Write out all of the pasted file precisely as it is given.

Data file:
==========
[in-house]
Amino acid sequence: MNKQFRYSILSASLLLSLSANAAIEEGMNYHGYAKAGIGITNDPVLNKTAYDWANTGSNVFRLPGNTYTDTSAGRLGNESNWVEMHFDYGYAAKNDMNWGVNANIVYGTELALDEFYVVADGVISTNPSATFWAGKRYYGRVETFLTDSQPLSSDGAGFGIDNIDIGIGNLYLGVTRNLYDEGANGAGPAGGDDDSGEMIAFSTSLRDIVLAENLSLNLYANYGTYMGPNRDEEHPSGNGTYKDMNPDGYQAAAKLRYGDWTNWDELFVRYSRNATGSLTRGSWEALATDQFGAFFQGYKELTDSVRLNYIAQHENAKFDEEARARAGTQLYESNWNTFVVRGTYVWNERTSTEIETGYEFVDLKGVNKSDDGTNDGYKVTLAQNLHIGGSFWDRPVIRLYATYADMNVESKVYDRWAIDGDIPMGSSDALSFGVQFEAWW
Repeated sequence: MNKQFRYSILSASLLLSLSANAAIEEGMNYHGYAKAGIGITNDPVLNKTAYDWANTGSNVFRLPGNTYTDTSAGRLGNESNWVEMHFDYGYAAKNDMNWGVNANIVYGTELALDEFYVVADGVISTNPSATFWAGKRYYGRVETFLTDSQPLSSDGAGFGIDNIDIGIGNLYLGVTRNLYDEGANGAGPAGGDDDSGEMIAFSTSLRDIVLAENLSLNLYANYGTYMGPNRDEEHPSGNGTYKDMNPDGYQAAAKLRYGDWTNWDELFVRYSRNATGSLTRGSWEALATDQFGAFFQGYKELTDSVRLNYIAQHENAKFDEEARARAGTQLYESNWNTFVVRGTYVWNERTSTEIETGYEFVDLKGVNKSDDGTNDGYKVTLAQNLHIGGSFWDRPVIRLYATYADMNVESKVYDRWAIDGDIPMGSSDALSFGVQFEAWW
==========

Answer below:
[in-house]
Amino acid sequence: MNKQFRYSILSASLLLSLSANAAIEEGMNYHGYAKAGIGITNDPVLNKTAYDWANTGSNVFRLPGNTYTDTSAGRLGNESNWVEMHFDYGYAAKNDMNWGVNANIVYGTELALDEFYVVADGVISTNPSATFWAGKRYYGRVETFLTDSQPLSSDGAGFGIDNIDIGIGNLYLGVTRNLYDEGANGAGPAGGDDDSGEMIAFSTSLRDIVLAENLSLNLYANYGTYMGPNRDEEHPSGNGTYKDMNPDGYQAAAKLRYGDWTNWDELFVRYSRNATGSLTRGSWEALATDQFGAFFQGYKELTDSVRLNYIAQHENAKFDEEARARAGTQLYESNWNTFVVRGTYVWNERTSTEIETGYEFVDLKGVNKSDDGTNDGYKVTLAQNLHIGGSFWDRPVIRLYATYADMNVESKVYDRWAIDGDIPMGSSDALSFGVQFEAWW
Repeated sequence: MNKQFRYSILSASLLLSLSANAAIEEGMNYHGYAKAGIGITNDPVLNKTAYDWANTGSNVFRLPGNTYTDTSAGRLGNESNWVEMHFDYGYAAKNDMNWGVNANIVYGTELALDEFYVVADGVISTNPSATFWAGKRYYGRVETFLTDSQPLSSDGAGFGIDNIDIGIGNLYLGVTRNLYDEGANGAGPAGGDDDSGEMIAFSTSLRDIVLAENLSLNLYANYGTYMGPNRDEEHPSGNGTYKDMNPDGYQAAAKLRYGDWTNWDELFVRYSRNATGSLTRGSWEALATDQFGAFFQGYKELTDSVRLNYIAQHENAKFDEEARARAGTQLYESNWNTFVVRGTYVWNERTSTEIETGYEFVDLKGVNKSDDGTNDGYKVTLAQNLHIGGSFWDRPVIRLYATYADMNVESKVYDRWAIDGDIPMGSSDALSFGVQFEAWW